The LSE held a public consultation earlier this year on shortening the trading day by 90 minutes, a family-friendly step asset managers and banks have called for to attract more women to trading desks and improve mental wellbeing generally.
The exchange said in June that its consultation showed widespread backing for shorter hours if part of a broadly aligned approach across Europe.
But the Federation of European Securities Exchanges (FESE), which represents continental bourses, has spoken against shorter hours, saying there are other ways of achieving a better life/work balance for staff.
FESE member Euronext also told the Financial Times this week it would not be cutting its trading day, saying there was no consensus among its customers.
"We think it would be most sensible if there was a concerted action across Europe, given that most market participants in Europe have a single trading desk for European trading," LSE Chief Executive David Schwimmer told reporters.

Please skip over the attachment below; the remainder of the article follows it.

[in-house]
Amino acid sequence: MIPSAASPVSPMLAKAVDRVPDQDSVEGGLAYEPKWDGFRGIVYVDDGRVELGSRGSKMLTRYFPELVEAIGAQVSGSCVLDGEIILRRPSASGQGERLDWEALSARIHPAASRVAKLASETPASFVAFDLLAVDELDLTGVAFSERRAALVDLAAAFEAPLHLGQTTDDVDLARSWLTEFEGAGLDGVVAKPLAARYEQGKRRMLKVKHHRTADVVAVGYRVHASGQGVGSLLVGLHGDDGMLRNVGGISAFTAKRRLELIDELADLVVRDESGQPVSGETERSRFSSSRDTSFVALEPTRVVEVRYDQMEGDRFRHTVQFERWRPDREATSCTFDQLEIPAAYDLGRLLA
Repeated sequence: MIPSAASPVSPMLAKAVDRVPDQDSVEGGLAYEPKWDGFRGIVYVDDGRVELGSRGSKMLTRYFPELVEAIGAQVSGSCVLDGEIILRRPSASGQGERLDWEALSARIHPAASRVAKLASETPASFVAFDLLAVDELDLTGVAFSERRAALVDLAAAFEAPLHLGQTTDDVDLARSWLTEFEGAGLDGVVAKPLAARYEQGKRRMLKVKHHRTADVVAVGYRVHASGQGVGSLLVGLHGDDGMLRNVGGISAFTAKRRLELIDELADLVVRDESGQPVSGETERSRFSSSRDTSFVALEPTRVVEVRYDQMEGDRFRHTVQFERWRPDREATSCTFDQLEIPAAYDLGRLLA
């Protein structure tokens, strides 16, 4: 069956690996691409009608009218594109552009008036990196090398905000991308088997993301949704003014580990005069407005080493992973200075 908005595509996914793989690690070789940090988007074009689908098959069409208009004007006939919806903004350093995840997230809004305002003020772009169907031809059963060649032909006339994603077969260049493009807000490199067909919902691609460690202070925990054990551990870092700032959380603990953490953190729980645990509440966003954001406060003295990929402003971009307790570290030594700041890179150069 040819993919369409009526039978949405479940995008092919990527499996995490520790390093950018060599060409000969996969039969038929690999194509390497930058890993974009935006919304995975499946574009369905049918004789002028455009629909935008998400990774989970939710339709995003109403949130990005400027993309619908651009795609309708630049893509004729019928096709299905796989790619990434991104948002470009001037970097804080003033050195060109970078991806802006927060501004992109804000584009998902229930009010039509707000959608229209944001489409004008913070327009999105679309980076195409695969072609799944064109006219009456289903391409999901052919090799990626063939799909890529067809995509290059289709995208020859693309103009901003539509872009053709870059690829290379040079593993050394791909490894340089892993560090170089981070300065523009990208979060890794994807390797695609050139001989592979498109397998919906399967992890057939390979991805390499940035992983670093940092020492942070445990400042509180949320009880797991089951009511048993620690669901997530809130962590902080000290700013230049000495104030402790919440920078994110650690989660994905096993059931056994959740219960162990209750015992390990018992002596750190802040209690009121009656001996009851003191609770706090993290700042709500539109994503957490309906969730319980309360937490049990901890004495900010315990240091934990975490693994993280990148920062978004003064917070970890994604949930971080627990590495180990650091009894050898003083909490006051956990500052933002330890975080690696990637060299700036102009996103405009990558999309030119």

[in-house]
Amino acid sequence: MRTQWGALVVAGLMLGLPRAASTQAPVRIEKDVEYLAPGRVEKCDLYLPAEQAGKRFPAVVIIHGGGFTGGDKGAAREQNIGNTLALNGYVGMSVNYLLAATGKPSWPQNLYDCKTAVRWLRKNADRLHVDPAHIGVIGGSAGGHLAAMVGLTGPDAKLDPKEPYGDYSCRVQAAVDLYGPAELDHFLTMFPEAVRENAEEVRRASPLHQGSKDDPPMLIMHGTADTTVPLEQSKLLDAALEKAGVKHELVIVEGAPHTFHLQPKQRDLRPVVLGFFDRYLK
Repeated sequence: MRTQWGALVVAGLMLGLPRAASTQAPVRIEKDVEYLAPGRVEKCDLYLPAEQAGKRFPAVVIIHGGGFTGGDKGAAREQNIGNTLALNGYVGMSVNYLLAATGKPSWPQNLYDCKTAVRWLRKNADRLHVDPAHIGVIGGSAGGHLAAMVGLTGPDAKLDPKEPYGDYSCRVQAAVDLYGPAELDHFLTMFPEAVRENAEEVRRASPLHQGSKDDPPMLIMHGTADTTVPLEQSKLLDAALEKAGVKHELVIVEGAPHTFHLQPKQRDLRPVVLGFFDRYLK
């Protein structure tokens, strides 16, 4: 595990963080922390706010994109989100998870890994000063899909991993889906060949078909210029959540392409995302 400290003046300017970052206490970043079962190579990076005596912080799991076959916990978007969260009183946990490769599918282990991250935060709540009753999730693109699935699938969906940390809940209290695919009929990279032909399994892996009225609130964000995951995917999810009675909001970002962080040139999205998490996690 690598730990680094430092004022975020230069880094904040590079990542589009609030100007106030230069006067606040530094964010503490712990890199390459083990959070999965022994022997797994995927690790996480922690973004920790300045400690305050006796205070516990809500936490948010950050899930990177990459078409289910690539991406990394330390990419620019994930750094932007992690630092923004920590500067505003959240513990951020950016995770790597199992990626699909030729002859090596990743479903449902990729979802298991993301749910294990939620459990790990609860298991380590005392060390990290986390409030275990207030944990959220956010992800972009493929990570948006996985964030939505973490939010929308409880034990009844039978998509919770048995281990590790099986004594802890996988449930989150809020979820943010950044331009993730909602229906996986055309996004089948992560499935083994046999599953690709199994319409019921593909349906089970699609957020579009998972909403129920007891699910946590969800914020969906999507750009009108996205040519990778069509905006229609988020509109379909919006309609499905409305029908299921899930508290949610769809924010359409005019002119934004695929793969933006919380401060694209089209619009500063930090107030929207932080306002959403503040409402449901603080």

"We will of course take that into account as we continue our consultation."
Exchanges are focusing on keeping markets running smoothly, as most of their staff have been working from home since lockdowns were introduced to fight the COVID-19 pandemic.
Schwimmer said there will be a phased return of up to 30% of employees to the office by the end of the year as requirements for workers to maintain social distance remain in place.
(Reporting by Huw Jones; Editing by Jan Harvey)